loudhailerThe Department of Health is likely to end funding for the National Forum of People with Learning Disabilities and the National Valuing Families Forum from March 2017, leading to worries that the voice of people with learning disabilities will now not be heard at a national level.

A statement on the National Forums’ website (www.nationalforums.co.uk) said that the organisations were told last week that it was “very unlikely” that they would receive any more funding from the Department for Health after their current contract ends in March next year.

The statement added that the host organisation for the Forums, Inclusion North, will carry on working with all members of the forums, nationally, regionally and locally. The organisation wants to ensure they are well supported, and the work, knowledge and networks that they have developed over the past decade is not lost. 

In response, the National Forum of People with Learning Disabilities has decided to campaign against this decision. Initially, you can follow their progress on Twitter using the hashtag #novoice. The National Valuing Families Forum is meeting this week to plan its response.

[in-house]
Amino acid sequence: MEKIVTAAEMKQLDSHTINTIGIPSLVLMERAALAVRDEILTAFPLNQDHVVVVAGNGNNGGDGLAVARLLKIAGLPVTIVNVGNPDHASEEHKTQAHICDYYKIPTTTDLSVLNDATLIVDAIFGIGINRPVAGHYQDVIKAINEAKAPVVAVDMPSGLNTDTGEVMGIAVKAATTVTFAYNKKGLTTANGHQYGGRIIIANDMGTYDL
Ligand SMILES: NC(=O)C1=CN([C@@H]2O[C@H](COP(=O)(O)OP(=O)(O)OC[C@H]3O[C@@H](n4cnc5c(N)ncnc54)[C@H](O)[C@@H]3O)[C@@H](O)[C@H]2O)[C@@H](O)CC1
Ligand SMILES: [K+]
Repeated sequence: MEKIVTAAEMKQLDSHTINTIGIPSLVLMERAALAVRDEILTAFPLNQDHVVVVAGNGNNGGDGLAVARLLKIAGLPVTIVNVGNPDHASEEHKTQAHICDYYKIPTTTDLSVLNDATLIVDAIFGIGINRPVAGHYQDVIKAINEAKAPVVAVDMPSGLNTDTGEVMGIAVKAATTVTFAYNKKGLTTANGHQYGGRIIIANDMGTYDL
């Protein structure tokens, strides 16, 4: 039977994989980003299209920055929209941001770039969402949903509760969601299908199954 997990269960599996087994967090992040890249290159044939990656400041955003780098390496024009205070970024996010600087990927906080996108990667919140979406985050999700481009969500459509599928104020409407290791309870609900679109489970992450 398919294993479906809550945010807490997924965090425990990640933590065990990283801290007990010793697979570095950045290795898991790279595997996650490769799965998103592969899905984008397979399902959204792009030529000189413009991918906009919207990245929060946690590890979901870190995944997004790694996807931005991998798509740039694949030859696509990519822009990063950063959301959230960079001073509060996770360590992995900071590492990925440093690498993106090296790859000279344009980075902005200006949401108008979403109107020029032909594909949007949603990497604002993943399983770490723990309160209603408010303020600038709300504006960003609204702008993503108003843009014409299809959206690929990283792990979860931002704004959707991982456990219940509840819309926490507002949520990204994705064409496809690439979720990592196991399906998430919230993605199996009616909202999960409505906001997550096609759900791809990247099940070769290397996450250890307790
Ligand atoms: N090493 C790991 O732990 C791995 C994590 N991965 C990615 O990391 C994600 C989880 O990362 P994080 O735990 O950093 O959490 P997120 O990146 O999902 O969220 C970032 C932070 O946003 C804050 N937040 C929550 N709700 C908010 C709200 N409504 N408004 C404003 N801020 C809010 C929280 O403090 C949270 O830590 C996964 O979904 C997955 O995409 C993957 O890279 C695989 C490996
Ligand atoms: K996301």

Both forums have worked hard to make sure that the voices of people with learning disabilities and families are heard at a national level and can influence what is happening and have a voice and be heard by the government.

The decision has been met with dismay by those in the sector. For instance, in a tweet, Rhidian Hughes, chief executive of the Voluntary Organisations Disability Group said: “such short sighted funding cuts.” Also on Twitter, Jenny Carter, one of the leads for self-advocacy on the Wirral and a director of Together All Are Able, said: “Don't let the government silence us.”

In a blog, Sue Turner from the National Development Team for Inclusion, said: “No wonder people have lost faith in government commitment to people with learning disabilities and their claims about ‘nothing about us without us’ being part of policy.

“At a time of unprecedented cuts to services, the ability of people with learning disabilities and families to voice their concerns at a national level is likely to be drastically undermined. This would be a sad and regressive step.

“Whatever happened to ‘No Voice Unheard, No Rights Ignored’…?”

You can read Sue Turner’s blog in full here.